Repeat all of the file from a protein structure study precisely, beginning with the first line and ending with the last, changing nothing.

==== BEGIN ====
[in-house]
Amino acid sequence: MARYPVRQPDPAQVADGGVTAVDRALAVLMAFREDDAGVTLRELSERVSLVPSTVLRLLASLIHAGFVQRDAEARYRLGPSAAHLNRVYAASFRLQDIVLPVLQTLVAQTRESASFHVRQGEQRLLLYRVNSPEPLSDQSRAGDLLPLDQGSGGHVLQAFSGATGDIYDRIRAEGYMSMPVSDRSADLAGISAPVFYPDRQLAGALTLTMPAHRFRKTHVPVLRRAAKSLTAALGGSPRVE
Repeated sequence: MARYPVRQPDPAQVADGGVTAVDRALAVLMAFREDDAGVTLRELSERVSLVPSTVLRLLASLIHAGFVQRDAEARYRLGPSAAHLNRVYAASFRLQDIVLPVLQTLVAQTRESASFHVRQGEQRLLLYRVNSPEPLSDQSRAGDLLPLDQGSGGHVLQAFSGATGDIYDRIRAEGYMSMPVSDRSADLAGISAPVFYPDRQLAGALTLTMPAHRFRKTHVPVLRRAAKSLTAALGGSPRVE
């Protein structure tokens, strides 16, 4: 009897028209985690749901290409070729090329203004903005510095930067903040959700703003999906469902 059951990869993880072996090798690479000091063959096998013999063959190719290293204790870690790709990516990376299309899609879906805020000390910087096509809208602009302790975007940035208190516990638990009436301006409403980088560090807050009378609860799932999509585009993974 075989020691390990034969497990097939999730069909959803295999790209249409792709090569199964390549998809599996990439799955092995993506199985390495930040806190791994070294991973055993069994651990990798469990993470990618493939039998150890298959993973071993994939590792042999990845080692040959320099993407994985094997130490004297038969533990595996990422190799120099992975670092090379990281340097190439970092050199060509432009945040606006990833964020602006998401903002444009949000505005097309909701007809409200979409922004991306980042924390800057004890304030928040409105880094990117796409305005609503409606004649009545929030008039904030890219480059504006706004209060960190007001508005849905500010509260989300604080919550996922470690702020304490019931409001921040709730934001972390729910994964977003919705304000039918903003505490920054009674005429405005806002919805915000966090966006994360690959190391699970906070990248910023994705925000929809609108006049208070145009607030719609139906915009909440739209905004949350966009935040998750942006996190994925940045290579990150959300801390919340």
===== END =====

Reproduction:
[in-house]
Amino acid sequence: MARYPVRQPDPAQVADGGVTAVDRALAVLMAFREDDAGVTLRELSERVSLVPSTVLRLLASLIHAGFVQRDAEARYRLGPSAAHLNRVYAASFRLQDIVLPVLQTLVAQTRESASFHVRQGEQRLLLYRVNSPEPLSDQSRAGDLLPLDQGSGGHVLQAFSGATGDIYDRIRAEGYMSMPVSDRSADLAGISAPVFYPDRQLAGALTLTMPAHRFRKTHVPVLRRAAKSLTAALGGSPRVE
Repeated sequence: MARYPVRQPDPAQVADGGVTAVDRALAVLMAFREDDAGVTLRELSERVSLVPSTVLRLLASLIHAGFVQRDAEARYRLGPSAAHLNRVYAASFRLQDIVLPVLQTLVAQTRESASFHVRQGEQRLLLYRVNSPEPLSDQSRAGDLLPLDQGSGGHVLQAFSGATGDIYDRIRAEGYMSMPVSDRSADLAGISAPVFYPDRQLAGALTLTMPAHRFRKTHVPVLRRAAKSLTAALGGSPRVE
């Protein structure tokens, strides 16, 4: 009897028209985690749901290409070729090329203004903005510095930067903040959700703003999906469902 059951990869993880072996090798690479000091063959096998013999063959190719290293204790870690790709990516990376299309899609879906805020000390910087096509809208602009302790975007940035208190516990638990009436301006409403980088560090807050009378609860799932999509585009993974 075989020691390990034969497990097939999730069909959803295999790209249409792709090569199964390549998809599996990439799955092995993506199985390495930040806190791994070294991973055993069994651990990798469990993470990618493939039998150890298959993973071993994939590792042999990845080692040959320099993407994985094997130490004297038969533990595996990422190799120099992975670092090379990281340097190439970092050199060509432009945040606006990833964020602006998401903002444009949000505005097309909701007809409200979409922004991306980042924390800057004890304030928040409105880094990117796409305005609503409606004649009545929030008039904030890219480059504006706004209060960190007001508005849905500010509260989300604080919550996922470690702020304490019931409001921040709730934001972390729910994964977003919705304000039918903003505490920054009674005429405005806002919805915000966090966006994360690959190391699970906070990248910023994705925000929809609108006049208070145009607030719609139906915009909440739209905004949350966009935040998750942006996190994925940045290579990150959300801390919340």